Where There is Smoke There is Fire

August 9, 2016

Despite warning by the Fire Protection Association of New Zealand, the design and construction of passive fire protection systems is a serious concern. Josh Rawlinson explains some of the issues you need to be aware of.

Josh Rawlinson - Building Surveyor
Josh Rawlinson, Building Surveyor

A year ago the Auckland Council re-clad inspection team discovered widespread passive fire breaches at the Pulse Apartments in Grey Lynn.

The discovery of defective passive fire safety systems resulted in a very significant scope change to a project that was initially only thought to have suffered from weathertightness issues. Consequently passive fire safety defects have been discovered in numerous other remediation projects.

“Deficiencies in passive fire protection systems are not always easily detected. More often than not the defects are hidden. There has been a systematic lack of industry knowledge and understanding with regard to passive fire safety systems,” Mr Rawlinson said.

“This has been compounded by a lack of coordination between the various site trades and the belief that reliance on producer statements (pieces of paper) proves that construction complies with the building code.”

Passive fire safety systems in buildings are critical elements that should among other things, ensure safe evacuation, restrict the spread of fire and limit the impact of fire on structural stability.

At the commencement of a remediation project, it is typically assumed that fire safety systems are building code compliant, particularly if there is an existing code of compliance certificate and up to date building warrant of fitness.

Fire safety system checks to date have involved little more than reviewing fire alarms and emergency escape exits. However, there is so much more that should be considered, such as fire rated floor, wall and ceiling systems, fire stopping of service penetrations through fire separations, protection of structural elements, fire rated gap and joint seals, ducts in service rises, sprinkler systems, alarm types, doors and associated hardware and so on.”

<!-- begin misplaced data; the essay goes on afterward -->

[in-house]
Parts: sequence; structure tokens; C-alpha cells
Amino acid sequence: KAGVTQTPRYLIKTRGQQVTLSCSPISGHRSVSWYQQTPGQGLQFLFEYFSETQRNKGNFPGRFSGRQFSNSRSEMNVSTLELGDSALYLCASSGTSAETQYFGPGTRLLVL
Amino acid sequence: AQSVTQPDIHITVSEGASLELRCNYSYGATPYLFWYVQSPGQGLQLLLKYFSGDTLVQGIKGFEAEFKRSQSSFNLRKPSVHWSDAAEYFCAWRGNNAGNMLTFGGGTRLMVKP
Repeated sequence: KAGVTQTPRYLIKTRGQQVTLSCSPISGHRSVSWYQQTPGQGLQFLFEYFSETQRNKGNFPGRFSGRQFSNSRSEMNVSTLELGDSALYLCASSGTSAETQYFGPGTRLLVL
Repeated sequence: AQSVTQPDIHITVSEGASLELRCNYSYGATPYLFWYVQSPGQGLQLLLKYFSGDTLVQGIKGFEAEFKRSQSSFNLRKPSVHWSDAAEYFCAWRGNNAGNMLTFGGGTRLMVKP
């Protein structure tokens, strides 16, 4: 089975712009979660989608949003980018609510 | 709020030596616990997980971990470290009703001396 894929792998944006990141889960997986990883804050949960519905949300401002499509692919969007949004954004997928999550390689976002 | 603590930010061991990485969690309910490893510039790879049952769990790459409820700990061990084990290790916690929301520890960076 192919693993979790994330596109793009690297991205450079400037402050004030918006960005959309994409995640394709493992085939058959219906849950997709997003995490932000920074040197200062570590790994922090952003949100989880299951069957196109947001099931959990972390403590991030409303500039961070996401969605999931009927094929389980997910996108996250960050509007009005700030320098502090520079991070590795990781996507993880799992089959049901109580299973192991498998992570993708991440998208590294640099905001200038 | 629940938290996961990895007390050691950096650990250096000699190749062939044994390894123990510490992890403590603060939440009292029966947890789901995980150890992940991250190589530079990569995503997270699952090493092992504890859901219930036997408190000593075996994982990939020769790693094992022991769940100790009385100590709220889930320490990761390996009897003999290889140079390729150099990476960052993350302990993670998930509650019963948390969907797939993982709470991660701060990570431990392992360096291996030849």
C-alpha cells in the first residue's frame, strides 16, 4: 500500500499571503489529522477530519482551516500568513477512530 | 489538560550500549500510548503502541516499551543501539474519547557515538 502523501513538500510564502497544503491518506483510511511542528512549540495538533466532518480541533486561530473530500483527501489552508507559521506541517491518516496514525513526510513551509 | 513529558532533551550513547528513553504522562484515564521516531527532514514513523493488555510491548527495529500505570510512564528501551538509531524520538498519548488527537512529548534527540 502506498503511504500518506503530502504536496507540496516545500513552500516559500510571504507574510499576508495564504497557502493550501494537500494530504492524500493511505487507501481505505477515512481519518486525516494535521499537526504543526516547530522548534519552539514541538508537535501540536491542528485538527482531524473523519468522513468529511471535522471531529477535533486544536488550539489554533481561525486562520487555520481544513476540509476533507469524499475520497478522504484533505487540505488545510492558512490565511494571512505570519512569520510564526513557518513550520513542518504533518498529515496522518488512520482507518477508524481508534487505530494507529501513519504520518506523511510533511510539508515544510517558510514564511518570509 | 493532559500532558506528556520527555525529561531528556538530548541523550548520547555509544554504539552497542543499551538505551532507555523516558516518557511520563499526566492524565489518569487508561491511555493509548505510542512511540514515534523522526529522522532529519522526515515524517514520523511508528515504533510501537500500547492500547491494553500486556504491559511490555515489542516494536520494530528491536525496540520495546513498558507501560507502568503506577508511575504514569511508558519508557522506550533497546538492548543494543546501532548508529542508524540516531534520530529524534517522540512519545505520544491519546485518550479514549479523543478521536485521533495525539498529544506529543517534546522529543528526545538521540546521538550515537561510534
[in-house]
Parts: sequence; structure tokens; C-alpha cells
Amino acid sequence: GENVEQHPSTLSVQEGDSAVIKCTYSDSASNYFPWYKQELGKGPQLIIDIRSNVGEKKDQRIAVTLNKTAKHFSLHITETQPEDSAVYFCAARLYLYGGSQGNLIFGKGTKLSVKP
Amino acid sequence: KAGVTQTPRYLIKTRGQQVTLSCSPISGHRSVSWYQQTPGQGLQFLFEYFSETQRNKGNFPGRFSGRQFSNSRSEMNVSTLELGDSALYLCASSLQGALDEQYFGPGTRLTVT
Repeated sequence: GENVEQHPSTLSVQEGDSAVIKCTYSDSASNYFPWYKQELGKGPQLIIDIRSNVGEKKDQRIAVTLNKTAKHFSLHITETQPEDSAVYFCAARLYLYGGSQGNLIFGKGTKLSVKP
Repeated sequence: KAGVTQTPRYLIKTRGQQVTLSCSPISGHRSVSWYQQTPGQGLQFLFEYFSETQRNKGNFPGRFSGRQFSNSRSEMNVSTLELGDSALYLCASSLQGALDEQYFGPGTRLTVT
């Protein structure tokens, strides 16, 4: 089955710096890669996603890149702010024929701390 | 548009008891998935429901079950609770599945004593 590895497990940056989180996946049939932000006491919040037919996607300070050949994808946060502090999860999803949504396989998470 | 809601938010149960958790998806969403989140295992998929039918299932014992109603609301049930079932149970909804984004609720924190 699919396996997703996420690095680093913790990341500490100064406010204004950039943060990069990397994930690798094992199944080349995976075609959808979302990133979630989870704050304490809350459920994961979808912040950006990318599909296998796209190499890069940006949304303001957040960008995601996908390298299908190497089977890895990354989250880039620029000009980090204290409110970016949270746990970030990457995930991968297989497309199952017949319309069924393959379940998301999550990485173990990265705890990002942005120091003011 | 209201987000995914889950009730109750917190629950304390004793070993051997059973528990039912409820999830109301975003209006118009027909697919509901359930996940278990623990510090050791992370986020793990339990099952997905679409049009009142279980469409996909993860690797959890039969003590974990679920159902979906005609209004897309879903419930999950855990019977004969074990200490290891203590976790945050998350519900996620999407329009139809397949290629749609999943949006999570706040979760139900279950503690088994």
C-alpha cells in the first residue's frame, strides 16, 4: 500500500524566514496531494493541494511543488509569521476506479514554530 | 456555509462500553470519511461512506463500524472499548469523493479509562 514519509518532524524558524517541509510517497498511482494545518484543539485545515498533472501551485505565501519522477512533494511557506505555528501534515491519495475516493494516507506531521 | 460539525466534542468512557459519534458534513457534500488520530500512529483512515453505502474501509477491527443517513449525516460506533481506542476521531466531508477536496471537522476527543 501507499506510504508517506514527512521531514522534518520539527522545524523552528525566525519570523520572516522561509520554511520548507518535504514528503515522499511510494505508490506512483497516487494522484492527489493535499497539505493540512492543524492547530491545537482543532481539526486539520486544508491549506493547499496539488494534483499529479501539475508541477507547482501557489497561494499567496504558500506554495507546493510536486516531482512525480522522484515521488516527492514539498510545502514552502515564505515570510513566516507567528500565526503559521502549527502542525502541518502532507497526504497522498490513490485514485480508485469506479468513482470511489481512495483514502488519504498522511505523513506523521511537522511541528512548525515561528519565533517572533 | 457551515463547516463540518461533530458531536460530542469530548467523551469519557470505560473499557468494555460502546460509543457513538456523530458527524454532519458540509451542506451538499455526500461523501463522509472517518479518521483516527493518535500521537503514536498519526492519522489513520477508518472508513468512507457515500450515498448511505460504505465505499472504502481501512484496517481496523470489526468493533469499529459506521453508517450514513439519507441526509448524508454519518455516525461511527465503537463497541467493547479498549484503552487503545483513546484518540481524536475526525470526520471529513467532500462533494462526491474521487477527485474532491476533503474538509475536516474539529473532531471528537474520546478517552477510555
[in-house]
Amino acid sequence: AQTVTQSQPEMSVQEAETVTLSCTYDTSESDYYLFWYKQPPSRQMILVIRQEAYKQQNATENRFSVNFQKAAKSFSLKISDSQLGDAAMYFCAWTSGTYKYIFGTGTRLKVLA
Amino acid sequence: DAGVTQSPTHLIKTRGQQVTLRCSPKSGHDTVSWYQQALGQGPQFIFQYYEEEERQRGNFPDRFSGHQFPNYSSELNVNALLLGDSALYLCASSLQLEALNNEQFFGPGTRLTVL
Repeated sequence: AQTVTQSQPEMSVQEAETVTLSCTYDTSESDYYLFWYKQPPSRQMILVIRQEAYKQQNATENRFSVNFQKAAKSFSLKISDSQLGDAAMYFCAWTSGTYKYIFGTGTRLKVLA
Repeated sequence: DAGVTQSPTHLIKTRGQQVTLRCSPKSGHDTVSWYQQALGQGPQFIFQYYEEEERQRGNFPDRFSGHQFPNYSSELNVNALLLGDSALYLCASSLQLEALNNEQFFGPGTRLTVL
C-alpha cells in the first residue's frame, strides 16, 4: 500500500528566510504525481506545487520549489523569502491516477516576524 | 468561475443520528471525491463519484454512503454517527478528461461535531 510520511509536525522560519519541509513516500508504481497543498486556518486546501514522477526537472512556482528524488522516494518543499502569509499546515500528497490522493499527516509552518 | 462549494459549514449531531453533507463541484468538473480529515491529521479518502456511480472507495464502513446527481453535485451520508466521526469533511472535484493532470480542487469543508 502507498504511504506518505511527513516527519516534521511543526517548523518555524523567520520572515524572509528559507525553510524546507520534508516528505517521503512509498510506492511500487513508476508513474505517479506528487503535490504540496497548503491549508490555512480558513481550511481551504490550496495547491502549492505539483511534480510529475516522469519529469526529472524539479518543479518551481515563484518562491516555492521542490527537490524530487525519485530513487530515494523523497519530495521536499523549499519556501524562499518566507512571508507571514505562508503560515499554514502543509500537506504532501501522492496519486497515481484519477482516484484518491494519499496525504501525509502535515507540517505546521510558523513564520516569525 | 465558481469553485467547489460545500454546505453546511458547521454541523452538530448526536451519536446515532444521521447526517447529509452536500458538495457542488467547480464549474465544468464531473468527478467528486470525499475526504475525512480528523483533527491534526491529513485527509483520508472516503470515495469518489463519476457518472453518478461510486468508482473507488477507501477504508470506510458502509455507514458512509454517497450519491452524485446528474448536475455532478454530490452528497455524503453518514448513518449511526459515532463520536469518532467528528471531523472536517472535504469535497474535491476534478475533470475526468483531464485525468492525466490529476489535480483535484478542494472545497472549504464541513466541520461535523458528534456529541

Mr Rawlinson said in the context of fire separations, ‘structural adequacy’ and ‘structural stability’ are commonly used interchangeably and considered to be the same.

“However, they are not. Mixing these terms up at the design stage can lead to non-fire rated structural elements supporting fire rated structural elements. This means that in the event of a fire, the building could be seriously compromised.”

In addition, there has been an over reliance by industry professionals on manufacturers products literature without doing the necessary checks that the product is fit for purpose and has been installed as per the products tested and certified parameters.

If the passive fire safety systems are not fit for purpose, then there is the potential that they will not perform their function in the event of a fire.

“To mitigate deficiencies in passive fire safety systems, it is essential that a coordinated and collaborative approach to the design, specification, installation and on-site quality checking is undertaken.

“When it comes to fire safety, there are no shortcuts to doing the job properly. The design, specification and installation of fire safety systems are not straightforward processes. Attention to detail and quality checks are critical.

“With regard to any existing buildings undergoing alterations subject to building consent approval, owners should be cognisant of the fact that councils are now looking very hard at their obligation to ensure remediated buildings comply with the requirements of the Building Act and Building Code.”

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